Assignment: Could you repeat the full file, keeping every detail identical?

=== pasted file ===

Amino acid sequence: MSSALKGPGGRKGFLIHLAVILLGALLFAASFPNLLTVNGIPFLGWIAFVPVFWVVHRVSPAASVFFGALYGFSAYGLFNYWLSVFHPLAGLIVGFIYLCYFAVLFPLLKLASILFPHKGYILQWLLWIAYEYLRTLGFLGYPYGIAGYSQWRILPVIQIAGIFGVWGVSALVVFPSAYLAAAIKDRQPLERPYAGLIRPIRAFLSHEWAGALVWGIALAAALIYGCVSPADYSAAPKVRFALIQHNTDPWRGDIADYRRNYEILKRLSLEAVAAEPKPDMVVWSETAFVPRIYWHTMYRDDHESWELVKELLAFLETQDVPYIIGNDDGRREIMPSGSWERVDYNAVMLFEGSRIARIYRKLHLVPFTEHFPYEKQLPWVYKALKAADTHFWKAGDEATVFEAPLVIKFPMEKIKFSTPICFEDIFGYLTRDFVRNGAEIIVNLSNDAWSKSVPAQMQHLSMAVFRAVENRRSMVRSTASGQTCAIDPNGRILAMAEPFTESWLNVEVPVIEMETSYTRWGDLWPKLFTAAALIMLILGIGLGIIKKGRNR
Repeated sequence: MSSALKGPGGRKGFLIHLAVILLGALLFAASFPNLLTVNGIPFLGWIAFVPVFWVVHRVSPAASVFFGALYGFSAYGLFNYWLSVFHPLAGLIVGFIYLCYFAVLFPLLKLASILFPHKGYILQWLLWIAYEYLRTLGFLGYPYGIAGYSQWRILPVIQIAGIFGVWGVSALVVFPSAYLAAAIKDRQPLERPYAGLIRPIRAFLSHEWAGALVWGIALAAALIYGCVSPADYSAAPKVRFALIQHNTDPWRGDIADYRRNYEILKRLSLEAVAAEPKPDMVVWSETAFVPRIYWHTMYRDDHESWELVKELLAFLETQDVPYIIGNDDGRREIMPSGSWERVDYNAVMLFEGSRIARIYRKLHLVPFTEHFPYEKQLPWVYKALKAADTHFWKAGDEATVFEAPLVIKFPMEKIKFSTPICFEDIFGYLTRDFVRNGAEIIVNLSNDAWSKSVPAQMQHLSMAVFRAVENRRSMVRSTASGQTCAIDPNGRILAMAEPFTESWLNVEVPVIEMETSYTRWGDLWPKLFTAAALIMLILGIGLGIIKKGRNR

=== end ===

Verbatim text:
Amino acid sequence: MSSALKGPGGRKGFLIHLAVILLGALLFAASFPNLLTVNGIPFLGWIAFVPVFWVVHRVSPAASVFFGALYGFSAYGLFNYWLSVFHPLAGLIVGFIYLCYFAVLFPLLKLASILFPHKGYILQWLLWIAYEYLRTLGFLGYPYGIAGYSQWRILPVIQIAGIFGVWGVSALVVFPSAYLAAAIKDRQPLERPYAGLIRPIRAFLSHEWAGALVWGIALAAALIYGCVSPADYSAAPKVRFALIQHNTDPWRGDIADYRRNYEILKRLSLEAVAAEPKPDMVVWSETAFVPRIYWHTMYRDDHESWELVKELLAFLETQDVPYIIGNDDGRREIMPSGSWERVDYNAVMLFEGSRIARIYRKLHLVPFTEHFPYEKQLPWVYKALKAADTHFWKAGDEATVFEAPLVIKFPMEKIKFSTPICFEDIFGYLTRDFVRNGAEIIVNLSNDAWSKSVPAQMQHLSMAVFRAVENRRSMVRSTASGQTCAIDPNGRILAMAEPFTESWLNVEVPVIEMETSYTRWGDLWPKLFTAAALIMLILGIGLGIIKKGRNR
Repeated sequence: MSSALKGPGGRKGFLIHLAVILLGALLFAASFPNLLTVNGIPFLGWIAFVPVFWVVHRVSPAASVFFGALYGFSAYGLFNYWLSVFHPLAGLIVGFIYLCYFAVLFPLLKLASILFPHKGYILQWLLWIAYEYLRTLGFLGYPYGIAGYSQWRILPVIQIAGIFGVWGVSALVVFPSAYLAAAIKDRQPLERPYAGLIRPIRAFLSHEWAGALVWGIALAAALIYGCVSPADYSAAPKVRFALIQHNTDPWRGDIADYRRNYEILKRLSLEAVAAEPKPDMVVWSETAFVPRIYWHTMYRDDHESWELVKELLAFLETQDVPYIIGNDDGRREIMPSGSWERVDYNAVMLFEGSRIARIYRKLHLVPFTEHFPYEKQLPWVYKALKAADTHFWKAGDEATVFEAPLVIKFPMEKIKFSTPICFEDIFGYLTRDFVRNGAEIIVNLSNDAWSKSVPAQMQHLSMAVFRAVENRRSMVRSTASGQTCAIDPNGRILAMAEPFTESWLNVEVPVIEMETSYTRWGDLWPKLFTAAALIMLILGIGLGIIKKGRNR